Health & Fitness

Getting motivated to make change happen

When David Bowie penned the song “Changes” (”Ch-ch-ch-ch-changes/Turn and face the strange”), he was commenting on how challenging change can be. And if you’re like most folks, you, too, have a hard time making changes, even when you know you should.

For example, while 51 percent of Americans say they’d like to lose weight and get healthier, only around 26 percent are actively trying. And just about 20 percent of weight-shedding folks lose 10 percent of their body weight and keep it off for a year.

No wonder researchers (and we) keep trying to ID changes that will help you become successful weight-losers and healthy weight-maintainers. Some smart and simple changes include: eating a diet lower in calories and bad fats; eating breakfast; maintaining a consistent eating schedule; and recruiting a weight-loss or exercise buddy. But how do you successfully follow through with those desired changes?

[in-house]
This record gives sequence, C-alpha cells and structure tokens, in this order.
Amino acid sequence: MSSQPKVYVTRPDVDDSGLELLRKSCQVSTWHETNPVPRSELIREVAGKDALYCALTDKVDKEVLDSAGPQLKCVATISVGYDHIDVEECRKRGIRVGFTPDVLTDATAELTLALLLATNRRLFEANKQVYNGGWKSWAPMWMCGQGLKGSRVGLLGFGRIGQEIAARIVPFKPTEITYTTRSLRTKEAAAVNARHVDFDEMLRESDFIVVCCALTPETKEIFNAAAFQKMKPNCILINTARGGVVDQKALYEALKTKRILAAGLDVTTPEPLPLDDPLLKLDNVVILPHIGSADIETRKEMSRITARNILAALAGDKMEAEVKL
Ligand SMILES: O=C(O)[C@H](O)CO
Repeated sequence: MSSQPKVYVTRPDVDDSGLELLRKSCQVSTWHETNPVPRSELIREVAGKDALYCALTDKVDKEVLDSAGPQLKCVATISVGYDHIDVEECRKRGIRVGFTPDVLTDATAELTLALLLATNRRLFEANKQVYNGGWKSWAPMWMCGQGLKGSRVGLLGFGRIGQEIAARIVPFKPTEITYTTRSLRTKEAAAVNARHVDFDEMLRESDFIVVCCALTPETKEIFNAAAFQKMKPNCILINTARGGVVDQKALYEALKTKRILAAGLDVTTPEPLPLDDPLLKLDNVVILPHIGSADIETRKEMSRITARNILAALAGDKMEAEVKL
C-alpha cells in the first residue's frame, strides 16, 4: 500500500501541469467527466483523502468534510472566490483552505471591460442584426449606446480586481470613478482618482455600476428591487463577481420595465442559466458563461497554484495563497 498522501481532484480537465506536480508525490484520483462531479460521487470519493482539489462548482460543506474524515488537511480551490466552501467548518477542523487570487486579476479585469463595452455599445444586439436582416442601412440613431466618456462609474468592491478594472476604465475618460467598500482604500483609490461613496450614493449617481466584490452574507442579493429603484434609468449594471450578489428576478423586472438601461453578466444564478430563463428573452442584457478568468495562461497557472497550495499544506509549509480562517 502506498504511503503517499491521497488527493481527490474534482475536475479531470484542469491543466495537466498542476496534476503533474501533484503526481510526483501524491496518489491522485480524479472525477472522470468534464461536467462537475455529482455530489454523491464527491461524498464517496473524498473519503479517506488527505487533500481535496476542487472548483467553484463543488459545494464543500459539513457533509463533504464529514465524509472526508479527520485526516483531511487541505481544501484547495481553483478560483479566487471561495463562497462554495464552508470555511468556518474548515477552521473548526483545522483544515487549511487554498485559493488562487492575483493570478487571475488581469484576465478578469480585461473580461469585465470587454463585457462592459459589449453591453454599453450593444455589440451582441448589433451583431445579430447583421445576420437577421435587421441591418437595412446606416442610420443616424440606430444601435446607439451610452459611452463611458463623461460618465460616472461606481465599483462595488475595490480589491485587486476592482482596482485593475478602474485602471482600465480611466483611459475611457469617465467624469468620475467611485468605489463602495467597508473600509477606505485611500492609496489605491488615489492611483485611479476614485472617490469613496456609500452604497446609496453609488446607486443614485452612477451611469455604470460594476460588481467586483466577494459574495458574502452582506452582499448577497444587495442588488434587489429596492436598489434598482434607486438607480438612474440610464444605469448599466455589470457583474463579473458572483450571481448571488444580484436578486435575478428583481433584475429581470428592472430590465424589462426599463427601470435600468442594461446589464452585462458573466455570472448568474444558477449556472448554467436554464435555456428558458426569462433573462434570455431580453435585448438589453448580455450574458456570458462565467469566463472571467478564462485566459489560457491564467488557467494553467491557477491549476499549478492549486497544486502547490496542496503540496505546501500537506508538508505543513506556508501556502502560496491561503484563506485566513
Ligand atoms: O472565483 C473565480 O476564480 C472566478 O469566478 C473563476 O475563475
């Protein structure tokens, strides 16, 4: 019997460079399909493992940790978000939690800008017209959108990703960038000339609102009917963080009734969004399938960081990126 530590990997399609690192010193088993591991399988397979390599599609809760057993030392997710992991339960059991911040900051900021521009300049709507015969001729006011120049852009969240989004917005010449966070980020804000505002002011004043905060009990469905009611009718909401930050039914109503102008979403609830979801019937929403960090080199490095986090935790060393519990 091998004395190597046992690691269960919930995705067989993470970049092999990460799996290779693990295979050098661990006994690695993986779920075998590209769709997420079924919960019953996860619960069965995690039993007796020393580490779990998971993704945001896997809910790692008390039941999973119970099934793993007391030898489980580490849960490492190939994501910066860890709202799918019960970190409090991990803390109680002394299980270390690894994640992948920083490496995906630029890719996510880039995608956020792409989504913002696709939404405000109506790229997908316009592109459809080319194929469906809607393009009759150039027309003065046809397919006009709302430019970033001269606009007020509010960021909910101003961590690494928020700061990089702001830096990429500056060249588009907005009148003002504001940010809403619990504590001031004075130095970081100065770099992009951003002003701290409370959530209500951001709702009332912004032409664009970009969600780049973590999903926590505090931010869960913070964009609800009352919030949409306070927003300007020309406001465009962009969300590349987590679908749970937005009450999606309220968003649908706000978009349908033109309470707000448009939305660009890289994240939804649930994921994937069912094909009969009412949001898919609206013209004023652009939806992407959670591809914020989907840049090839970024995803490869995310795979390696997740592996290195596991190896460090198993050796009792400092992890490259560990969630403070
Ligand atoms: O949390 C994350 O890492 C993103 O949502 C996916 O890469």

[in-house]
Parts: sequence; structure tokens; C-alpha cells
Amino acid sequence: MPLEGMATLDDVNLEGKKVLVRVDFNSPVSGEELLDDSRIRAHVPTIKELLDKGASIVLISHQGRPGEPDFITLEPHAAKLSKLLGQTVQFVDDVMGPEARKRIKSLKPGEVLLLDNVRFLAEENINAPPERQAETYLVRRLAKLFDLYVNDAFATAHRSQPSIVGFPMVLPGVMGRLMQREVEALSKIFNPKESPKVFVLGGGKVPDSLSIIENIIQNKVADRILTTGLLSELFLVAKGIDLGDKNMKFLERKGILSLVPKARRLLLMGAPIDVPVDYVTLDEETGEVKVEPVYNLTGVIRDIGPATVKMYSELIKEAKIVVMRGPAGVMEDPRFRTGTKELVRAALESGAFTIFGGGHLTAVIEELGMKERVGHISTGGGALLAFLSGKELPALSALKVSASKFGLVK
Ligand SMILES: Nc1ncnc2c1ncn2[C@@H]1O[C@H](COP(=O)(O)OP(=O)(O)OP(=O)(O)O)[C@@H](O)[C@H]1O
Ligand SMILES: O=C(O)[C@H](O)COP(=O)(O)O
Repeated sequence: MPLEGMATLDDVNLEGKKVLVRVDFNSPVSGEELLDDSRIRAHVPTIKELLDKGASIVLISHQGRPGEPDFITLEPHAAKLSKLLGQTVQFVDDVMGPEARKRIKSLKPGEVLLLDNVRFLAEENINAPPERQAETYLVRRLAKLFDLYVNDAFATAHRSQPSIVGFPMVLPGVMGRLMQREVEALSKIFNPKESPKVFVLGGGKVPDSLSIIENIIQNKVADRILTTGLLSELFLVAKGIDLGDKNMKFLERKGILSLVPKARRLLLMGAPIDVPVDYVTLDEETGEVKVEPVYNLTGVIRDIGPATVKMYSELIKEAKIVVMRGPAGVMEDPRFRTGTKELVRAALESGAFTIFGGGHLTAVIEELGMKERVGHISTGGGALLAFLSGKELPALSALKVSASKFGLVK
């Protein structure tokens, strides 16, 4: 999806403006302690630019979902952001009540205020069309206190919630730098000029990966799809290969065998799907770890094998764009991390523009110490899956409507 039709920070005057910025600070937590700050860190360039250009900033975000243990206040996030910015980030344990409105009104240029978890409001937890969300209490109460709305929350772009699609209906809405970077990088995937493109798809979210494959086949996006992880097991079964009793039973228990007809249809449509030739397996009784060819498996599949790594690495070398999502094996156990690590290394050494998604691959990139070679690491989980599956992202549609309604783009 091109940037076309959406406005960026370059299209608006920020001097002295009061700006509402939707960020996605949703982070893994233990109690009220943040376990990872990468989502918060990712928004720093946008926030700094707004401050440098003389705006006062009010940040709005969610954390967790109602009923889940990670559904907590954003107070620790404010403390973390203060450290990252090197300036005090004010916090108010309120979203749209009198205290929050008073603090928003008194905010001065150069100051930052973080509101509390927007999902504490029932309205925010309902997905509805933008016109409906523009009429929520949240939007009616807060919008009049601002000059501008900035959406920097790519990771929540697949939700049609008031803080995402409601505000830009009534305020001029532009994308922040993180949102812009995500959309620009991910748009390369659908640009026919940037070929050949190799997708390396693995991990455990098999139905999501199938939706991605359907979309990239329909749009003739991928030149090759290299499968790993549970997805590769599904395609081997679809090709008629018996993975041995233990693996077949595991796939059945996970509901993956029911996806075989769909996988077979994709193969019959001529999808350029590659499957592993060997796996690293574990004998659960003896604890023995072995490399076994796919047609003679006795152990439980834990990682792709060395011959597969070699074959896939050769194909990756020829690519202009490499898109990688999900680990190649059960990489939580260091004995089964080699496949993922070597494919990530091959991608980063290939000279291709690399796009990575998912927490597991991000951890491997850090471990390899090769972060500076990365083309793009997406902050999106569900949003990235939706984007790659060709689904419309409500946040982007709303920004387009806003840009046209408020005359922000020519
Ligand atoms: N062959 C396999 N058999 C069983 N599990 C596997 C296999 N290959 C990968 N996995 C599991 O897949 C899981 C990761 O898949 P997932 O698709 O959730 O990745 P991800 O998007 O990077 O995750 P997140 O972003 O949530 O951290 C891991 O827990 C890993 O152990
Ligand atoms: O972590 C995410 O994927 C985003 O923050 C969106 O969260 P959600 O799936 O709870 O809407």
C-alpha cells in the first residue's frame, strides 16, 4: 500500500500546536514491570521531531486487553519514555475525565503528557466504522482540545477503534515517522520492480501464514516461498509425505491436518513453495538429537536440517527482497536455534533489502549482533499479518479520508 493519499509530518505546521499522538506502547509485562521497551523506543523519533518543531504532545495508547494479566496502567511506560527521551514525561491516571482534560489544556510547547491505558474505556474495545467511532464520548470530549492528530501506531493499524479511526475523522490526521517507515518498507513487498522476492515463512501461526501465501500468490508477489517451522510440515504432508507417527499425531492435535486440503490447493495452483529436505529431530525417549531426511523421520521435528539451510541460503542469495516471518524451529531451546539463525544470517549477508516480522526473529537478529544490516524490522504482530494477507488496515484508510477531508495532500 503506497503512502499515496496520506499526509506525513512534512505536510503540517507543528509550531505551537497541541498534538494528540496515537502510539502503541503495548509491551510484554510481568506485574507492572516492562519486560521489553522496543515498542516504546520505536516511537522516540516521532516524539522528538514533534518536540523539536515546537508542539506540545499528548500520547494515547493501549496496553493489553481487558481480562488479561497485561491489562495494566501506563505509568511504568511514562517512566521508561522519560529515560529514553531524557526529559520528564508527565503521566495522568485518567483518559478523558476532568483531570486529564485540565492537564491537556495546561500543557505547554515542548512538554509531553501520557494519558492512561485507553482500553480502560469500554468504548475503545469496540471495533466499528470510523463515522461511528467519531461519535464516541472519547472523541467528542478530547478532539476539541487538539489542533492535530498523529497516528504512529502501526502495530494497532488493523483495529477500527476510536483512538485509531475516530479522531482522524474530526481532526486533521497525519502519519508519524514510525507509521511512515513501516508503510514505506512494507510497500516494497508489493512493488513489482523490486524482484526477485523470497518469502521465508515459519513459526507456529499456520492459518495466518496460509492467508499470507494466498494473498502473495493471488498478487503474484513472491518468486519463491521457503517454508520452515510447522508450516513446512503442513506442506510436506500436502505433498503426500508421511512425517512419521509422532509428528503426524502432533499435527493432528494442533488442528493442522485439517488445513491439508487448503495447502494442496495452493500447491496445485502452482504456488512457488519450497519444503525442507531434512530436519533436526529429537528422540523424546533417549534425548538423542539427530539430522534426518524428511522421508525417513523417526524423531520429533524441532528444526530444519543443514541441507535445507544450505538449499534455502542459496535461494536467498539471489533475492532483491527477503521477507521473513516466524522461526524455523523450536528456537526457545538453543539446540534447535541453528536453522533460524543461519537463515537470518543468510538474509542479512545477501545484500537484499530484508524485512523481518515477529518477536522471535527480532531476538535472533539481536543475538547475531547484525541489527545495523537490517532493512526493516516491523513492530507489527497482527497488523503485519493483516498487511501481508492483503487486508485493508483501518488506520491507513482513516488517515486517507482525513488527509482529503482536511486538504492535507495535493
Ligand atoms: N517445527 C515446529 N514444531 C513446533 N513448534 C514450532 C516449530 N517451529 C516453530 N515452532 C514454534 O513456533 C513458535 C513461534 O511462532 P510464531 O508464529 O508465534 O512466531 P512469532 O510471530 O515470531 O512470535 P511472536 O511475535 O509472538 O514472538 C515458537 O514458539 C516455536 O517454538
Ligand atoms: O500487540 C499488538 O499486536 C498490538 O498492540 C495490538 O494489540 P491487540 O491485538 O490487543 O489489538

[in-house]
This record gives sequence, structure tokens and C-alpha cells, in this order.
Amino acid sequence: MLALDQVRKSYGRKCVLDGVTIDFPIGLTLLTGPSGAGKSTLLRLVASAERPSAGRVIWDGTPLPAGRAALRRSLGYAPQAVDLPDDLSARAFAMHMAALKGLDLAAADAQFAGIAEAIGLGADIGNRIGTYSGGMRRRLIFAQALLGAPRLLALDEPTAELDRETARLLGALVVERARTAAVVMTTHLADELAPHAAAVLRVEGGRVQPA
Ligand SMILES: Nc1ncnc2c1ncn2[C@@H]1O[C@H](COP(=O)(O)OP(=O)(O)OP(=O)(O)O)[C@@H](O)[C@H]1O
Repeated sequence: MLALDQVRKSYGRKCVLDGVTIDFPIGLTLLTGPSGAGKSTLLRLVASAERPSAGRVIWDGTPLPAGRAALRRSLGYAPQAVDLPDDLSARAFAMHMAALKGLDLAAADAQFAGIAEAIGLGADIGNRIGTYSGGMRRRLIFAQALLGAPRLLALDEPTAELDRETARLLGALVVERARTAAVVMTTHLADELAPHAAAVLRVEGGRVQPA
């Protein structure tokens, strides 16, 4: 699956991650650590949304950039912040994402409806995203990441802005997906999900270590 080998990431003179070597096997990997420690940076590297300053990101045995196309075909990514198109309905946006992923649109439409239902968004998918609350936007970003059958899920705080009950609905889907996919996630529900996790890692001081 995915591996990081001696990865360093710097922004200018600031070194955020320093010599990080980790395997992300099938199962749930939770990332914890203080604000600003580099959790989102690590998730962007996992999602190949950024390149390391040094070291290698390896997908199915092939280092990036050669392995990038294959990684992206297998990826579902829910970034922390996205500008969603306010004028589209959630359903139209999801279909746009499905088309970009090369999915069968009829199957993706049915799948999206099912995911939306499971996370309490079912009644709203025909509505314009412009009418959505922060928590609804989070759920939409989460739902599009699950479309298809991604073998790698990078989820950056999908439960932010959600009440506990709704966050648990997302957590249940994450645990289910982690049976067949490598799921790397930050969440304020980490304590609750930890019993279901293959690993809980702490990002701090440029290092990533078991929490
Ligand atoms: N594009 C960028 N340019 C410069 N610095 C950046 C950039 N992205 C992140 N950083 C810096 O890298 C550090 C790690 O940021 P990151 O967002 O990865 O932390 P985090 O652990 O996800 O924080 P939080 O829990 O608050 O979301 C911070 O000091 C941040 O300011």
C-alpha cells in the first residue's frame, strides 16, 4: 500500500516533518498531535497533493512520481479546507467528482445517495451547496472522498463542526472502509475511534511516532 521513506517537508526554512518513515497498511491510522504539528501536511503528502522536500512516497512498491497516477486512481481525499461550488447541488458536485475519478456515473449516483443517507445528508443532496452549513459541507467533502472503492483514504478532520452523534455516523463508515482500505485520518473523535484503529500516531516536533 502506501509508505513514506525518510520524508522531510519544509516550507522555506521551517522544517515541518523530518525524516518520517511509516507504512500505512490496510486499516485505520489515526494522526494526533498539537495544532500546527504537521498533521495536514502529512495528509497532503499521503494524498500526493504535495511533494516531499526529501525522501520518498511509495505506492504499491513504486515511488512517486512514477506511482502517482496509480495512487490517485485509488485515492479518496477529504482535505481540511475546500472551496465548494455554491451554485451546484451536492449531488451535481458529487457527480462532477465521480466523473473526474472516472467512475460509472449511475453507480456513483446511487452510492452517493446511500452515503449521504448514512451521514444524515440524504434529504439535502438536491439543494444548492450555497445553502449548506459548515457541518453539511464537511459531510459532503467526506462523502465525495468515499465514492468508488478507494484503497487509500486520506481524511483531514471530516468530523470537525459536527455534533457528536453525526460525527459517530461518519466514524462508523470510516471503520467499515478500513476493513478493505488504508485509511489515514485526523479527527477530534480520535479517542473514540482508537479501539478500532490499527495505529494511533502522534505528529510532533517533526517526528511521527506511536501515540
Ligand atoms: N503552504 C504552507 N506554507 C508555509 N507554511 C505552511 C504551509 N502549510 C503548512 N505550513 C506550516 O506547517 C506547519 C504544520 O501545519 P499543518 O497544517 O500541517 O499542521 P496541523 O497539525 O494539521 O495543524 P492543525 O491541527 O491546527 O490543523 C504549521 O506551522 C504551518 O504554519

A study in Frontiers of Psychology gathered 44,000 folks and had them try different techniques that might make it easier to successfully accomplish a desired task. They found that the biggest boost came from using a brief self-talk (”I can do it!”) just before doing the task. Researchers suspect that the pat-on-the-back works best because it stimulates pleasant emotions, arouses interest in success and increases intensity about meeting your goal.

So adopt a mantra or make your own. Try “I can make this change, and I can make it stick!” Or before every meal or when confronted with between-meal snacks, tell yourself: “I’m makin’ it stick, because I can. I can do this!” It works!

Mehmet Oz, M.D. is host of “The Dr. Oz Show,” and Mike Roizen, M.D. is Chief Wellness Officer and Chair of Wellness Institute at Cleveland Clinic. To live your healthiest, tune into “The Dr. Oz Show” or visit